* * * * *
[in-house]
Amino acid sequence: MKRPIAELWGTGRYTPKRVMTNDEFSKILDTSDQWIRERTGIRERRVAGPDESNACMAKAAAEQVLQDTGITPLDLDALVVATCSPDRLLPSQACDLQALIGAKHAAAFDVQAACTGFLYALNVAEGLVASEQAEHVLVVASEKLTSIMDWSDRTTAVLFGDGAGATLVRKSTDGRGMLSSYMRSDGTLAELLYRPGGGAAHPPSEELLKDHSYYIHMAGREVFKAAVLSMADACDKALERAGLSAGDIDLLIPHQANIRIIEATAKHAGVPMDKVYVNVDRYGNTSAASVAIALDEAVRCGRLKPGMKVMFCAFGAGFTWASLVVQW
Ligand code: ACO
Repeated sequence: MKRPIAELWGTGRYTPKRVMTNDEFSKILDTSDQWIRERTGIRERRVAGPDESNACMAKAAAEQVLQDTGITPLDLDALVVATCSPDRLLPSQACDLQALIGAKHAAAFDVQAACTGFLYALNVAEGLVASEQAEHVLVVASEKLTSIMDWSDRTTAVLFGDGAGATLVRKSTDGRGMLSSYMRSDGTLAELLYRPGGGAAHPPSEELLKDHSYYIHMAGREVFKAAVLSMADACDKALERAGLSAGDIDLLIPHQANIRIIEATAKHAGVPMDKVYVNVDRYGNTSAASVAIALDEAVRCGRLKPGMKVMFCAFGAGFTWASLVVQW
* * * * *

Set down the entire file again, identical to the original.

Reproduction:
[in-house]
Amino acid sequence: MKRPIAELWGTGRYTPKRVMTNDEFSKILDTSDQWIRERTGIRERRVAGPDESNACMAKAAAEQVLQDTGITPLDLDALVVATCSPDRLLPSQACDLQALIGAKHAAAFDVQAACTGFLYALNVAEGLVASEQAEHVLVVASEKLTSIMDWSDRTTAVLFGDGAGATLVRKSTDGRGMLSSYMRSDGTLAELLYRPGGGAAHPPSEELLKDHSYYIHMAGREVFKAAVLSMADACDKALERAGLSAGDIDLLIPHQANIRIIEATAKHAGVPMDKVYVNVDRYGNTSAASVAIALDEAVRCGRLKPGMKVMFCAFGAGFTWASLVVQW
Ligand code: ACO
Repeated sequence: MKRPIAELWGTGRYTPKRVMTNDEFSKILDTSDQWIRERTGIRERRVAGPDESNACMAKAAAEQVLQDTGITPLDLDALVVATCSPDRLLPSQACDLQALIGAKHAAAFDVQAACTGFLYALNVAEGLVASEQAEHVLVVASEKLTSIMDWSDRTTAVLFGDGAGATLVRKSTDGRGMLSSYMRSDGTLAELLYRPGGGAAHPPSEELLKDHSYYIHMAGREVFKAAVLSMADACDKALERAGLSAGDIDLLIPHQANIRIIEATAKHAGVPMDKVYVNVDRYGNTSAASVAIALDEAVRCGRLKPGMKVMFCAFGAGFTWASLVVQW